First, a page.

SEC Approves Amendments to FINRA's Short-Interest Reporting Rule
Trading and Market Making
Referenced Rules & Notices
FINRA Rule 4560
FINRA Rule 6420
The SEC approved amendments to FINRA Rule 4560 (Short-Interest Reporting).1 The amendments: (1) codify the requirement that member firms report only "gross" short interest existing in each proprietary and customer account (rather than net positions across accounts); (2) clarify that member firms' short-interest reports must reflect only those short positions that have settled or reached settlement date by the close of the FINRA-designated reporting settlement date; and (3) delete certain existing exceptions to the rule.
The text of the rule can be found in the online FINRA Manual.
Questions regarding this Notice should be directed to:
Background and Discussion
FINRA Rule 4560 requires that each member firm maintain a record of total "short" positions in all customer and proprietary firm accounts in all equity securities (other than a "restricted equity security," as defined in Rule 6420) and regularly report such information to FINRA in the manner FINRA prescribes.2
Amended Rule 4560 codifies a previously issued interpretation that states that firms must record and report short positions existing in each individual firm or customer account on a "gross," as opposed to a "net," basis3 (including accounts of a broker-dealer): (1) that resulted from a "short sale," as that term is defined in Rule 200(a) of SEC Regulation SHO4; or (2) where the transaction(s) that caused the short position was marked "long," consistent with SEC Regulation SHO due to the firm's or the customer's net long position at the time of the transaction (e.g., aggregation units).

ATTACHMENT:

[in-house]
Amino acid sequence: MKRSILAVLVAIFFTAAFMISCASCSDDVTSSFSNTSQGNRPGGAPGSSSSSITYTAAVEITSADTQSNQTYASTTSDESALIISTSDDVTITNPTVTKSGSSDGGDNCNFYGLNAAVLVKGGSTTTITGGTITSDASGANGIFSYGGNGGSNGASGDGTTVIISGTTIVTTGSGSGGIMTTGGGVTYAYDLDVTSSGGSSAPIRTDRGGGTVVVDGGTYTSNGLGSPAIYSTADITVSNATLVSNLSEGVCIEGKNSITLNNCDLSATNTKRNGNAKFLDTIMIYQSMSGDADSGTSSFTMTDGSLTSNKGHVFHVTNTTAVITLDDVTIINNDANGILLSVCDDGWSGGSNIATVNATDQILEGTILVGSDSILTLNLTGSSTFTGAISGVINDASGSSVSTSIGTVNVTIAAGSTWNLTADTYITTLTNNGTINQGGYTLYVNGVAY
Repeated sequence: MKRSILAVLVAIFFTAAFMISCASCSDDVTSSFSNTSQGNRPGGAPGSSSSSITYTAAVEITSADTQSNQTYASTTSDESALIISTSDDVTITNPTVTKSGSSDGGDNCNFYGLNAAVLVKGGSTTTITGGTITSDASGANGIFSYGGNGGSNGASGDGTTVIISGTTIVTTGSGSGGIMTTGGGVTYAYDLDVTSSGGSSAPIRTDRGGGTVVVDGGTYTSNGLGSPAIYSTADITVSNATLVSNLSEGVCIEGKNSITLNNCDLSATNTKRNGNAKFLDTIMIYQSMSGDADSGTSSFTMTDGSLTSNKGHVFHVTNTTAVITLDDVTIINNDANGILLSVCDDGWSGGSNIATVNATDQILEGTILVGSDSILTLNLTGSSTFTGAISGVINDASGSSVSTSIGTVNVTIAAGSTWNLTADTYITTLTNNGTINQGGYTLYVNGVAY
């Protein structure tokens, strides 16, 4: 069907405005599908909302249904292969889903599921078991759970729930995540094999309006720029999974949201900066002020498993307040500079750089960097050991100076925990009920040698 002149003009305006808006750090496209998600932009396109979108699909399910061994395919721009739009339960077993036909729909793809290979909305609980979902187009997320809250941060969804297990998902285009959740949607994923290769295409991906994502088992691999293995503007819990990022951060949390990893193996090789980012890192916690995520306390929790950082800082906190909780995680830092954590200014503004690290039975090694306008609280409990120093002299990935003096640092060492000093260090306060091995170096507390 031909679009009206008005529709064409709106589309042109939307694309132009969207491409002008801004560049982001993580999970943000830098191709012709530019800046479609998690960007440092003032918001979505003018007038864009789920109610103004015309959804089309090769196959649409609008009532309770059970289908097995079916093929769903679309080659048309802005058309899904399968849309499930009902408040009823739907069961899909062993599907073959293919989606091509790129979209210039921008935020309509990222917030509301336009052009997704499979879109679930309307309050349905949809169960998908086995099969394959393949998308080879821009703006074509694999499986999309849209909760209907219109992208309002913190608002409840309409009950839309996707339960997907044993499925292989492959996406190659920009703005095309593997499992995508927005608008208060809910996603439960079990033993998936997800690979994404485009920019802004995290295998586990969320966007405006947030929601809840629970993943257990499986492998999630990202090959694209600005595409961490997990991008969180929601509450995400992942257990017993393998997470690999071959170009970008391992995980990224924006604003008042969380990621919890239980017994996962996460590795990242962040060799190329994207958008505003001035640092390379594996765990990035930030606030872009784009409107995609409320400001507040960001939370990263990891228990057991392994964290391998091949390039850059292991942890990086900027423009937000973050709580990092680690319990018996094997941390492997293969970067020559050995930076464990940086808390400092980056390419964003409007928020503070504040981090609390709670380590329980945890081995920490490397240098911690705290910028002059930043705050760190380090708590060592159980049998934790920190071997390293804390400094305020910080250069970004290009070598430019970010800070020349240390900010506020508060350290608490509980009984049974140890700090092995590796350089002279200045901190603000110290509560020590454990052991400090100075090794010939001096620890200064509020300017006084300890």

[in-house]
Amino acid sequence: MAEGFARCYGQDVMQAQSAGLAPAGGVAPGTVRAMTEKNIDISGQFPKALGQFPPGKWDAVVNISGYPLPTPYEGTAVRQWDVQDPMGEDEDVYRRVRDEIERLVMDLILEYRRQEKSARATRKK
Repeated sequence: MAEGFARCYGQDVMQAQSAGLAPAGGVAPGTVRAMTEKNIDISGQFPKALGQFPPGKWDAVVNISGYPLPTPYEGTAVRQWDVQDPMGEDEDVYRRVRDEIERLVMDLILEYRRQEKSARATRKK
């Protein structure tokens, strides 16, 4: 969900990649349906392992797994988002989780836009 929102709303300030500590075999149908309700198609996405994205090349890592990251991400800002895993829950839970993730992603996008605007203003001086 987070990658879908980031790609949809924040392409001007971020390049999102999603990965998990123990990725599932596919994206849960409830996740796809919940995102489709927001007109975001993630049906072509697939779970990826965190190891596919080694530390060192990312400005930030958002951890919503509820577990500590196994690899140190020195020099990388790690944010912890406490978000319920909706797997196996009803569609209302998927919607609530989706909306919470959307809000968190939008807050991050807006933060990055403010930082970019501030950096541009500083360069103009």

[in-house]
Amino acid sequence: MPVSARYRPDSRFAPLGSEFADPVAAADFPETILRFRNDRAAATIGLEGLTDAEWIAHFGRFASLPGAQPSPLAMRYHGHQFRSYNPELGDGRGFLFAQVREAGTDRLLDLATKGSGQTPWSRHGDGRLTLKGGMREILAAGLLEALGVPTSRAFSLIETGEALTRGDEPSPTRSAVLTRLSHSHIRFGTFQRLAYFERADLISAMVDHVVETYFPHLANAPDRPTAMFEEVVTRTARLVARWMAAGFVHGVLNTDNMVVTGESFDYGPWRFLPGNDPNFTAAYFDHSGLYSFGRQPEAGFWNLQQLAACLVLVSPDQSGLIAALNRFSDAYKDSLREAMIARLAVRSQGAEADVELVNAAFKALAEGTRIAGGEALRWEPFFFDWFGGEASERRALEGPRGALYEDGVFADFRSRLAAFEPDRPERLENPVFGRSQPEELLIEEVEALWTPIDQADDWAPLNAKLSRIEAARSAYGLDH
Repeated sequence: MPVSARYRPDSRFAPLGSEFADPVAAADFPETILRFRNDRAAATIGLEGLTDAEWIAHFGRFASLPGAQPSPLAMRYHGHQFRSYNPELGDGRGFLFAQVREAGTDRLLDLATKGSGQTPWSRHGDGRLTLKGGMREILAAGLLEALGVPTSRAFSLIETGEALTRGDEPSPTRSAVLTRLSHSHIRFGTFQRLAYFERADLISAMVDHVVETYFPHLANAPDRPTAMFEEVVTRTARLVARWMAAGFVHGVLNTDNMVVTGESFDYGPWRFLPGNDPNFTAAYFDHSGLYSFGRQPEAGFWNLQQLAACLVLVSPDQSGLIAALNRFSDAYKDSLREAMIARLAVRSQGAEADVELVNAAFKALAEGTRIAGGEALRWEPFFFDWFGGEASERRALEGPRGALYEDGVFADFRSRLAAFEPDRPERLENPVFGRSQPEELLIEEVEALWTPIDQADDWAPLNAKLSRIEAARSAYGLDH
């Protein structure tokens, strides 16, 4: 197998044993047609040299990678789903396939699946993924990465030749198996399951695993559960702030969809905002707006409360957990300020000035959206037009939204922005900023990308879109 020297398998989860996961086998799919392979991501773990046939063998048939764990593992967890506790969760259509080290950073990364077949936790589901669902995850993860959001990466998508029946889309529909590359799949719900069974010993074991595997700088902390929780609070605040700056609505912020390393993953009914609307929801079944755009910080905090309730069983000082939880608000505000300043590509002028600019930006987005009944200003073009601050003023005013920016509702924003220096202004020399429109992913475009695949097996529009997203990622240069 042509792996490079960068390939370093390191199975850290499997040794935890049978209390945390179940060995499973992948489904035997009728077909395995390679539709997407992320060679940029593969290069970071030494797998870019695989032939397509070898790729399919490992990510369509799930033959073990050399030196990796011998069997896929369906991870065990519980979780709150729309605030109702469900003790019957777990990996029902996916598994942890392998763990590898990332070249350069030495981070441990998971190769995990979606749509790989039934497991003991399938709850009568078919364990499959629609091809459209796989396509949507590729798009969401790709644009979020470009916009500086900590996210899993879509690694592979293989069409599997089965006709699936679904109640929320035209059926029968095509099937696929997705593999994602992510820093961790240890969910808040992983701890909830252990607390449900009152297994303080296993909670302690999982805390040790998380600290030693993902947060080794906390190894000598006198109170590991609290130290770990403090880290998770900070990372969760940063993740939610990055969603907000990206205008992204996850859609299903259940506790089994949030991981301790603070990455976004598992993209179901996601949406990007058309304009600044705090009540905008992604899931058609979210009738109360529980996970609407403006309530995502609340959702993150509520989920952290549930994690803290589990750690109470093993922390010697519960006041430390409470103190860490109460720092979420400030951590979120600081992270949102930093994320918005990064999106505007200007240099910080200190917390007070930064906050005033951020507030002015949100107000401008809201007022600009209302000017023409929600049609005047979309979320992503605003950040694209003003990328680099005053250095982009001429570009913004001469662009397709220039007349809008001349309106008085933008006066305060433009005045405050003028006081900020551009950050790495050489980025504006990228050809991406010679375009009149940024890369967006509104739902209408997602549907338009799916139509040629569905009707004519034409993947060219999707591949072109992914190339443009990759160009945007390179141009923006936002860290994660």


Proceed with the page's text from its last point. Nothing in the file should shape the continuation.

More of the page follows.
Amended Rule 4560 also clarifies that firms are required to report only those short positions resulting from short sales that have settled or reached settlement date by the close of the FINRA-designated reporting settlement date. Therefore, short positions resulting from short sales that were effected but have not reached settlement date by the given designated reporting settlement date should not be included in a firm's short-interest report for that reporting cycle. Of course, short-interest positions resulting from short sales that reached the expected settlement date, but failed to settle (i.e., resulted in a fail to deliver), must be included.
Finally, amended Rule 4560 deletes three exceptions for stabilizing activity, domestic arbitrage and international arbitrage,5 but retains the exceptions for: (1) any sale by any person, for an account in which (s)he has an interest, if the person owns the security sold and intends to deliver the security as soon as is possible without undue inconvenience or expense; and (2) any sale by an underwriter, or any member of a syndicate or group participating in the distribution of a security, in connection with an over-allotment of securities, or any lay-off sale by such a person in connection with a distribution of securities through rights or a standby underwriting commitment.
Frequently Asked Questions
Q1. Does Rule 4560 require that all transactions marked "short" be reported as short interest?
A1. Rule 4560 applies only to short-interest positions resulting from: (1) a "short sale," as defined by SEC Regulation SHO Rule 200(a); or (2) a transaction that was marked "long," consistent with SEC Regulation SHO, due to the firm's or the customer's net long position at the time of the transaction.